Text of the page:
As Palestinian prisoners in Israel’s jails begin an indefinite hunger strike to protest against their conditions behind bars, Hamas has described Israeli policies such as solitary confinement and administrative detention as “retaliation for prisoners’ steadfastness”. The prisoners themselves say that an end to the imposition of solitary confinement is the most important demand of their latest hunger strike. It is important not least because the prison authorities use it as a punishment for even minor infringements of prison rules.
A report issued by the Islamic Resistance Movement (Hamas) on Tuesday says that solitary confinement is one of the hardest types of sanctions imposed by the Israeli prison authorities against the prisoners, who are kept in a dark, narrow cell for lengthy periods. Psychologically, the greatest threat to a prisoner in solitary confinement is the lack of a time frame for the end of the punishment. No judicial authority is made available to prisoners for a ruling on the punishment in solitary; this is decided by the intelligence and security officers within the prison administration and the Ministry of Internal Security.
The report adds that a number of prisons have isolation cells, including Beersheba (Eichel and Ohli Kedar), Gilboa, Ashkelon, Al-Ramla, Shata and Kfar Yona. It lists the sort of conditions faced by Palestinian prisoners in Israeli jails, including daily beatings and humiliation, and the lowest possible standards of living conditions. Some prisoners who have spent many years in solitary confinement are found to be suffering from serious psychological and physical problems on their release.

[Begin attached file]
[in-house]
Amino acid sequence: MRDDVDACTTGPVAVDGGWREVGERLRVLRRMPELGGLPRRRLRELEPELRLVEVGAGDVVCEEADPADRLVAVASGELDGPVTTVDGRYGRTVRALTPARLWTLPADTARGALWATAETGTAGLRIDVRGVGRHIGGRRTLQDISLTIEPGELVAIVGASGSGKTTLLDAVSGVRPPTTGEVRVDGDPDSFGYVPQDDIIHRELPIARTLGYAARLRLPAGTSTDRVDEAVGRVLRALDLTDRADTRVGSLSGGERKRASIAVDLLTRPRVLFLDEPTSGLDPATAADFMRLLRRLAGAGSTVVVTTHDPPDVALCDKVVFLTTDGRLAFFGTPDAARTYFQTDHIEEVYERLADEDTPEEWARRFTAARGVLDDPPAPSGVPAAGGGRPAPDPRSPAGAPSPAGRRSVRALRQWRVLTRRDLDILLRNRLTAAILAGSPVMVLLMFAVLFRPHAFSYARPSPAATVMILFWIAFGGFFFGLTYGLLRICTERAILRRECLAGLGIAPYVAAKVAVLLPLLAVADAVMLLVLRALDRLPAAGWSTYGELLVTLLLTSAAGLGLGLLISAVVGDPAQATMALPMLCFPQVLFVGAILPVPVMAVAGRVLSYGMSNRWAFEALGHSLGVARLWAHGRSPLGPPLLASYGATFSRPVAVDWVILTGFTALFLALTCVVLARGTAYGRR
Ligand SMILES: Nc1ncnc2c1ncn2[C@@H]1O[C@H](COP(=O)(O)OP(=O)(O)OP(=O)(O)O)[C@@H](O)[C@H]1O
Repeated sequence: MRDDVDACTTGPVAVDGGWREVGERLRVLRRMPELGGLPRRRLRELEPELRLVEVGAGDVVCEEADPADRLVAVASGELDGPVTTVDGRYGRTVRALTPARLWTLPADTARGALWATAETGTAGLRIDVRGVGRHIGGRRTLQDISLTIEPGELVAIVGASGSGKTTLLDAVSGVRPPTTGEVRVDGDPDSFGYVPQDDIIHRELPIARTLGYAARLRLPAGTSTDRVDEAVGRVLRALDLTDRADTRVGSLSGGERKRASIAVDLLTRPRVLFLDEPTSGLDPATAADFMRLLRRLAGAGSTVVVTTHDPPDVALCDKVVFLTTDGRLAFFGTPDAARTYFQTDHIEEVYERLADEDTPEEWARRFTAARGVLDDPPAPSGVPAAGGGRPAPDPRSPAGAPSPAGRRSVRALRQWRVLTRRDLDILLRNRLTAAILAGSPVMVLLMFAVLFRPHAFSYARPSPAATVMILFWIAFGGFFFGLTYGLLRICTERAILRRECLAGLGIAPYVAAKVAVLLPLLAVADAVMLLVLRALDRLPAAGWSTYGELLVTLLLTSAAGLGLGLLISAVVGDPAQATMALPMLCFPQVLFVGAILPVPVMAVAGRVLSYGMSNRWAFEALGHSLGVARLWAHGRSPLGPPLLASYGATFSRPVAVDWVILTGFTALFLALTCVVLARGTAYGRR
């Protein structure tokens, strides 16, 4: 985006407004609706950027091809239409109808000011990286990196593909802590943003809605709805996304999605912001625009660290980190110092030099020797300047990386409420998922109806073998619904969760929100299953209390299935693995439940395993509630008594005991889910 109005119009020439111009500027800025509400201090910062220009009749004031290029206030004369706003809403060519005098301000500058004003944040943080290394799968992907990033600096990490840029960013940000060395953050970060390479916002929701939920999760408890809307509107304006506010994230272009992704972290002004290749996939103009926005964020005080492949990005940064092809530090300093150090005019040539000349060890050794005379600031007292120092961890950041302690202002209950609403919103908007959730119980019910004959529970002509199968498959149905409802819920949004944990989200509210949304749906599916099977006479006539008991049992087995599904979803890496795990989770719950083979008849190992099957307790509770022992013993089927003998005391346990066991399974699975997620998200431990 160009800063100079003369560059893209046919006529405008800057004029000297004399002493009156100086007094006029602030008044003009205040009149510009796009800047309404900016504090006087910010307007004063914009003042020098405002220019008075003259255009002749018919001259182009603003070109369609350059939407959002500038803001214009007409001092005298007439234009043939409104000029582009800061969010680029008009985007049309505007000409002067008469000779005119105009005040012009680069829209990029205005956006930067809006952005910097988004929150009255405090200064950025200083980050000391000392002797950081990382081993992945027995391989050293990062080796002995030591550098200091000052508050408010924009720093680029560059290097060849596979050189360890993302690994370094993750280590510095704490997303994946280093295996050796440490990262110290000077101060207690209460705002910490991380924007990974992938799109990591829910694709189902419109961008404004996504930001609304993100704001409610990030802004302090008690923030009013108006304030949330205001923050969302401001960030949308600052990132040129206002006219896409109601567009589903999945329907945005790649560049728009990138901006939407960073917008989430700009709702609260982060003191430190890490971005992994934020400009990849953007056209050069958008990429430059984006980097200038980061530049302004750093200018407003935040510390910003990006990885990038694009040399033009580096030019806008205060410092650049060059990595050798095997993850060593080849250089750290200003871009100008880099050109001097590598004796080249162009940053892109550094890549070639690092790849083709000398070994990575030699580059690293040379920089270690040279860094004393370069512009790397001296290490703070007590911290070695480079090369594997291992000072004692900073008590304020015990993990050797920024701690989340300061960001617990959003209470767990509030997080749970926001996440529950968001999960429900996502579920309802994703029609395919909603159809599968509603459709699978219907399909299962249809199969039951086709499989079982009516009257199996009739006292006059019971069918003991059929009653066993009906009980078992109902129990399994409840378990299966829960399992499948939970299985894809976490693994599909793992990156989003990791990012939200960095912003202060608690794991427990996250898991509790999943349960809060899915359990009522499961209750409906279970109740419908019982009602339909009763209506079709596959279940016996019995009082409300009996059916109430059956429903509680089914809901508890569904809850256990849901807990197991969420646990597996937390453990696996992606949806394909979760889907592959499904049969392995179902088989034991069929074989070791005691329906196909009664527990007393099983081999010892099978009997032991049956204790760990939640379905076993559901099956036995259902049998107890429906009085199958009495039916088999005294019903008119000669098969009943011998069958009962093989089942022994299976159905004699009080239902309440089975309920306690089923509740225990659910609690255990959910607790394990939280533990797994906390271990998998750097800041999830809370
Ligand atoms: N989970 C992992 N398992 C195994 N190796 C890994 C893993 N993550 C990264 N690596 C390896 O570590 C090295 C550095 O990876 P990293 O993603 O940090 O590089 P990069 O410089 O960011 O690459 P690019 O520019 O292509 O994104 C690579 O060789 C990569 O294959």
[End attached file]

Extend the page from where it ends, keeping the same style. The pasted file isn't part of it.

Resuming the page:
The report pointed out that there are still dozens of prisoners who are languishing in solitary confinement under special procedures based on the nature of their past activism as a punishment on top of the sentence imposed by the Israeli military courts. It is this which Hamas says is part of a retaliatory regime intended to break the prisoners and humiliate them. Some of these prisoners spread around several isolation sections are Ahmed Saadat, Thabet Mirdaawi, Hassan Salameh, Ahmed El-Maghraby, Abdullah Al-Barghouti, Mohammed Jamal Al-Natshe, Ibrahim Hamid, Moataz Hijazi, Jamal Abu Al-Hija, Mahmoud Issa, Saleh Dar Moussa, Hisham Al-Sharabati, Mahawish Ne`matt, Atwa Al-Amour, Iyad Abu Hasana, Mohannad Shraim and A`hed Ghalma.
Administrative detention as practiced by the Israeli occupation authorities against Palestinians is defined by the report as “detention without charge or trial; based on a confidential file and secret evidence that neither the detainee nor his lawyer are allowed to know. According to the Zionist military orders, the administrative detention order can be renewed for an unlimited number of times.”
The report adds, “The administrative detention procedure is linked to the political situation in the occupied Palestinian territory, and the Palestinian protest movement against the continuation of the Zionist occupation of Palestinian lands occupied in 1967. It is a punishment and a political action that reflects the policy of Israel’s official government as it uses the administrative detention as a collective punishment against the Palestinians. Moreover, the way this procedure is practiced by the Zionist forces is prohibited in international law.”
According to Palestinian human rights reports, and statements by researchers at the Ministry of Prisoners’ Affairs, Israel has arrested thousands of Palestinians through administrative detention for periods that range from a few months to several years.